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One dead in N.H. storms that leveled several homes

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Associated Press Writer

EPSOM, N.H. (AP) -- Violent storms in a 25-mile-long swath of central New Hampshire on Thursday destroyed several homes, damaged dozens of others and left at least one person dead, authorities said as police and firefighters went door-to-door searching for more possible victims.

State Emergency Management spokesman Jim Van Dongen said other people were hurt but he did not know how many or how serious the injuries were.

The National Weather Service was trying to determine whether a tornado was responsible for the damage, which stretched from about 10 miles east of Concord to beyond the eastern end of Lake Winnipesaukee near the Maine border.

The agency had issued a tornado warning, and some witnesses described seeing at least one funnel cloud.

Gov. John Lynch declared an emergency in five counties and called up the National Guard to help.

"It appears that there are at least 100 homes damaged and probably at least a half dozen homes which have been completely destroyed," Lynch said after a helicopter tour.

"It was a narrow swath of destruction that went from Epsom all the way to New Durham," he said.

The person who died was in Epsom, in one of the homes that were destroyed, Van Dongen said.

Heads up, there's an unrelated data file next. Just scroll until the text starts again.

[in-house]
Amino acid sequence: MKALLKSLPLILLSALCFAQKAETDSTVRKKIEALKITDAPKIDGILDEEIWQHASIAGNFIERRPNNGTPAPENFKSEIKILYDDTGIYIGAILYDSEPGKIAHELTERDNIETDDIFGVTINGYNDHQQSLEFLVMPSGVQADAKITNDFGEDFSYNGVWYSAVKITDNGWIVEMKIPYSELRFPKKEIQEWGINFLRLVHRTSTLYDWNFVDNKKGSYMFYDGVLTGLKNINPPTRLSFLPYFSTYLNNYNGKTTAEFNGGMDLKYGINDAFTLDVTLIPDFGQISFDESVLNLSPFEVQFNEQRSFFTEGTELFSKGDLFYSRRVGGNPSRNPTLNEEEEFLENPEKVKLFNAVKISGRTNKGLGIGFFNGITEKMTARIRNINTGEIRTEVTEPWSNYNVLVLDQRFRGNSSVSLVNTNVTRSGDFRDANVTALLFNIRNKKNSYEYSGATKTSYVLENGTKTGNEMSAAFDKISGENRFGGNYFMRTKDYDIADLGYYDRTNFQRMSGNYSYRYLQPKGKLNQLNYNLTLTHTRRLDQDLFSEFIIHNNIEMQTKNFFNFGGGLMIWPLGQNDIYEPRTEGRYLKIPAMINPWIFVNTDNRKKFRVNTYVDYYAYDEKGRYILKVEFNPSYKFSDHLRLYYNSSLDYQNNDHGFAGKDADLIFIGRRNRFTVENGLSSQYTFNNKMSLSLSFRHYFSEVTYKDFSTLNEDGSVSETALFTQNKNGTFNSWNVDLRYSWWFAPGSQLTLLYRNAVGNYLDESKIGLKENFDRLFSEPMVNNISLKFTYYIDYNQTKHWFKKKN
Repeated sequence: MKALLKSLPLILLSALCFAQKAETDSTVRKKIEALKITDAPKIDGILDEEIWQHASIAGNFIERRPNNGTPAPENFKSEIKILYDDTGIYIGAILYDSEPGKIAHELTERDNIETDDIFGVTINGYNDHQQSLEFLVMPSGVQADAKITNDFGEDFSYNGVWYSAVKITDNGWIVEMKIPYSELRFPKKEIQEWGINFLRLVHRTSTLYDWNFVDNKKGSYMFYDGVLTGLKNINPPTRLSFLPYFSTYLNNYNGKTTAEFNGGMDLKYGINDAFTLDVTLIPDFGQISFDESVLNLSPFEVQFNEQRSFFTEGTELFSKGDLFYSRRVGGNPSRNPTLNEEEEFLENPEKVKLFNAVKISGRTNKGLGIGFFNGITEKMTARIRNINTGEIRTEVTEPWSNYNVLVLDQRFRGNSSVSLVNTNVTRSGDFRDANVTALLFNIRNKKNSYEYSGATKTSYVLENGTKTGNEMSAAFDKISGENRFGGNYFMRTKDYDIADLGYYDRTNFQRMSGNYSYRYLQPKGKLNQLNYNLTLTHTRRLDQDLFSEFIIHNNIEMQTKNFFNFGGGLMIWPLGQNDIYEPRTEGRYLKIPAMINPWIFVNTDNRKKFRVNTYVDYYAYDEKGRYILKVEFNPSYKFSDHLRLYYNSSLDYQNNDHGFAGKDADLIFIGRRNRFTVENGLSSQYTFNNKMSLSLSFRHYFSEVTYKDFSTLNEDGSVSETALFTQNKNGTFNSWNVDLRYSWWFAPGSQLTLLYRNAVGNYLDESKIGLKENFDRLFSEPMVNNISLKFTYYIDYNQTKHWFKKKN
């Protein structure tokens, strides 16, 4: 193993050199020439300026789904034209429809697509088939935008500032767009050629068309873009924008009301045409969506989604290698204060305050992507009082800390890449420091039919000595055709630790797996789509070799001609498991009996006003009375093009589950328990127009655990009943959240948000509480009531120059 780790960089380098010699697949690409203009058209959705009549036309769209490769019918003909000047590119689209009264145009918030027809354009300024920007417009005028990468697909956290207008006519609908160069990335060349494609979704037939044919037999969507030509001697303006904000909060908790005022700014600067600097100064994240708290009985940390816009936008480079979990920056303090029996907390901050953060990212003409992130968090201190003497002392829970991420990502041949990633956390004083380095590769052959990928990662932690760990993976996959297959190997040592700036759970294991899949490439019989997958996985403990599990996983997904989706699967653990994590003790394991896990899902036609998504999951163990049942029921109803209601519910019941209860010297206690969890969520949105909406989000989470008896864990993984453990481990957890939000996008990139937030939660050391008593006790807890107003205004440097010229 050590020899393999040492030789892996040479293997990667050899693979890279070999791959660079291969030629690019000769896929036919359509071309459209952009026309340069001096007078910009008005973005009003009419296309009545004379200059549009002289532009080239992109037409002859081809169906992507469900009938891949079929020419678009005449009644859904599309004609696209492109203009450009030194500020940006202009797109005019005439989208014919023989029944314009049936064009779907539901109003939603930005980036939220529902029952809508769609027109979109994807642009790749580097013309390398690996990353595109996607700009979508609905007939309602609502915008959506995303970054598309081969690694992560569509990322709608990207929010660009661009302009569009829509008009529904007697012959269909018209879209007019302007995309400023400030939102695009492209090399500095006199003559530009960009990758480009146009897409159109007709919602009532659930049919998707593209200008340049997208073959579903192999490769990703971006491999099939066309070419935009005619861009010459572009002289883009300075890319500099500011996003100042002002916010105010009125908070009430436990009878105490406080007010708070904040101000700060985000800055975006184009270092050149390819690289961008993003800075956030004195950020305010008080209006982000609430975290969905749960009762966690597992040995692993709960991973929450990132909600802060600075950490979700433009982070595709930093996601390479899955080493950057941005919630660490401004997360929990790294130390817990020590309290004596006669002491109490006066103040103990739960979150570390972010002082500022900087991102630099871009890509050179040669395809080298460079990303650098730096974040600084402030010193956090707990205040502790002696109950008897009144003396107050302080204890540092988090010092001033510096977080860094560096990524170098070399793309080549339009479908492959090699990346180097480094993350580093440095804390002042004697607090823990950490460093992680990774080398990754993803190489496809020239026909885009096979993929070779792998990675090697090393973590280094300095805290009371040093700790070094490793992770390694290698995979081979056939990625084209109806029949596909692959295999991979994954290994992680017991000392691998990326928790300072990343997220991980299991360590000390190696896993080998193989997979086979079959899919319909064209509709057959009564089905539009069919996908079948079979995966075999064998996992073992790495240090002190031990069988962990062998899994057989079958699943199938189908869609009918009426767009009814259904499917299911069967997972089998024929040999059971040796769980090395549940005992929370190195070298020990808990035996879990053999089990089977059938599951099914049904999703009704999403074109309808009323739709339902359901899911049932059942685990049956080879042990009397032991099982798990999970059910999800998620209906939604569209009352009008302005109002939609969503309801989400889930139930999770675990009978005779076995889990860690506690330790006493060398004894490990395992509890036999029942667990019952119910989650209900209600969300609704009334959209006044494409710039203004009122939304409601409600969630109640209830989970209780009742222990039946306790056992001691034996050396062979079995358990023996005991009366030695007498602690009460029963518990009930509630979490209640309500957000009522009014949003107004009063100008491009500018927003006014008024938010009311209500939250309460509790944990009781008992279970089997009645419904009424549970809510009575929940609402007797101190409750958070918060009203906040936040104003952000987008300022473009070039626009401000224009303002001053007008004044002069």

At home near Northwood Lake in Epsom, Ron Olson described a home not far away.

"Across the lake, there's a house that's just completely leveled. Gone. You can't even tell what color it was," he said.

Olson said the storm began with pounding rain followed by "a wicked, wicked loud noise -- like a train or a jet was landing on the roof."

Lise Patrick was at her home on Merrymeeting Lake in New Durham.

"I'm shaken up, but alive. I guess that's all that matters," Patrick, 64, said after the storm passed.

"All my trees are down. Part of my deck is gone. I can see lawn chairs and furniture floating in the lake," she said.

Karen Dapkus took shelter inside her home, also on Merrymeeting Lake, after a friend called with a report that a tornado was headed her way.

"We're right on the water. Our canopy (over her boat) was uprooted. The dock raised right up. You could see the legs of the dock," she said.

Downed trees and power lines blocked many roads, delaying emergency responders and utility crews. The storm knocked out power to 6,000 homes and businesses and knocked out telephone service.


Associated Press photographer Jim Cole in Epsom and writers David Tirrell-Wysocki, Norma Love and Larry Laughlin in Concord contributed to this report.

(Copyright 2008 by The Associated Press. All Rights Reserved.)

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